On December 17, 2014 I participated in a forum at Uniondale High School in Uniondale, New York on "Policing in America: Should Uniondale Care about Ferguson?" It was organized by social studies teacher Adeola Tella-Williams and students in her Participation in Government class. The student population at Uniondale High School is almost 100% Black and Latino, and as it became clear at the forum, students felt the death by police of Michael Brown, an eighteen-year Black teenager in Ferguson, Missouri, on a very personal level. Ms. Tella-Williams is a former master's student at Hofstra University and a cooperating teacher in the Hofstra teacher education program.
The forum opened when eighteen students from Ms. Tella-Williams' class, wearing black hoodies, their lips sealed with duct tape and their hands held shoulder-high, walked into the high school's little theater. As about two hundred students, teachers, and administrators looked on these Black and Latino high school seniors laid down on the floor for four minutes. This dramatic act symbolized the four hours that Michael Brown remained on the ground after he was shot and killed by a police officer.
According to Ms. Tella-Williams, her students initially proposed the event because they "know about the injustices, but they don't know which side to take . . . or if they should be on any side at all." Tatiana Hollingsworth, a student from the class emphasized, "We are not here today to disrespect the police." Jonathan Dossows, another student, explained, "We are doing this to let everyone know that black lives matter." Dossows reported how he has already been stopped and questioned by police twice while walking home from school. Once he was told that he fit the description of a robber. Another time police asked him if he was selling drugs.
Panelists and speakers included Justin Williams, a teacher and administrator at Uniondale High School, Keith Saunders, one of the school's deans, Valerie McFadden, a school employee who has documented police violence against Black youth on Long Island, Serge Argueta, a social worker in the Uniondale school district, police officer John Sheik of the NYPD who is a graduate of Uniondale High School, and myself.
Saunders acknowledged that many students are upset because they have experienced being stopped by police. He stressed the need for students to learn the skills necessary "to voice their opinion in an organized and structured way." Argueta congratulated the students for organizing the forum and declared it made him "extremely hopeful that change is possible." He told the assembly, "solutions are right here in this room."
Williams told students about some of his own experiences as a young Black man. They included being "pulled over and stopped 20 times" by police "for no reason that I could determine other than I had darker skin." While he cautioned students to act respectfully if stopped by police, he also stressed his belief that the problem in many of these encounters is that the police do not act professionally. "The onus should not be on the public to behave better than the police officer. The officer has a weapon and the power and should not disrespect citizens."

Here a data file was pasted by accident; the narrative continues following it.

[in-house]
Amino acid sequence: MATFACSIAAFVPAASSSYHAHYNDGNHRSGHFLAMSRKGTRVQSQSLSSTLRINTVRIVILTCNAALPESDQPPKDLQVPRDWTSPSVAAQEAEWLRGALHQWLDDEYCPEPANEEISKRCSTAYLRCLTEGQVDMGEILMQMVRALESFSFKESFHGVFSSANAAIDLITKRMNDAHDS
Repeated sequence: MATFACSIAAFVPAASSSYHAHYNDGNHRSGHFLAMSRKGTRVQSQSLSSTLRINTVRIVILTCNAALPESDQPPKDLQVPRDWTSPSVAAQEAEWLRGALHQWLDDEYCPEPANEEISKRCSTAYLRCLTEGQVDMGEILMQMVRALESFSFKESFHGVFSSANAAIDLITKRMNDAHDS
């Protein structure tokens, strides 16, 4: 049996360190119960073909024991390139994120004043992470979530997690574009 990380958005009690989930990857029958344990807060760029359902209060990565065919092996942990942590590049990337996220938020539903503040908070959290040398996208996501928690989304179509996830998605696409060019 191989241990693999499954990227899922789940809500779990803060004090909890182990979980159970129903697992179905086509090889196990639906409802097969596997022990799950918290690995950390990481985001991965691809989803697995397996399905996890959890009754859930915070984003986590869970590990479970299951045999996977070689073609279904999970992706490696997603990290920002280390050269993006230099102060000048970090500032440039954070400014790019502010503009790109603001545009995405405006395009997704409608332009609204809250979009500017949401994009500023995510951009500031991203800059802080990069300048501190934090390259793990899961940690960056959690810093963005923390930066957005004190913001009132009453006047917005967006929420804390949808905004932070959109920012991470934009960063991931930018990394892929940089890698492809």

Officer Sheik also cautioned students to avoid escalating any dispute with police. "All cops, we are not perfect. Even if you don't agree with the officer when the officer stops you, please listen to him in the streets" instead of arguing. " Sheik told students they would eventually have their day in court. Williams, however, respectfully disagreed with this claim and wondered whether, when officers tell their story, the courts would believe Black youth.
I was the only white member of the panel. I opened my comments by acknowledging it and trying to provide some historical background on the militarized police presence in Black and Latino communities like Uniondale.
In tenth grade students study modern world history and I asked them to recall the poem "The White Man's Burden" by English poet Rudyard Kipling. Kipling defended late 19th century imperialism claiming Europeans, especially the British, were bringing civilization to Third World people. I argued that police activity in minority communities today is based on a similar ideology. It has been heightened by White fear of non-white people, residential and school segregation, a police culture that allows officers to act outside the law, calls for increased security since September 2001, and the supplying of military equipment to local police forces. I stressed that I disagreed with violent community responses to police action. But I also protested against official violence by the police and questioned whether anyone would have paid attention to the death of Michael Brown in Ferguson if it had not been for protests and rioting.
There has been much discussion about what citizenship education should look like in the 21st century. This was an outstanding example of young people becoming activists, raising questions with adults, searching for answers, and sharing their ideas with a broader audience. I thank the students of Uniondale for inviting me to participate and I congratulate them on their present and future activism.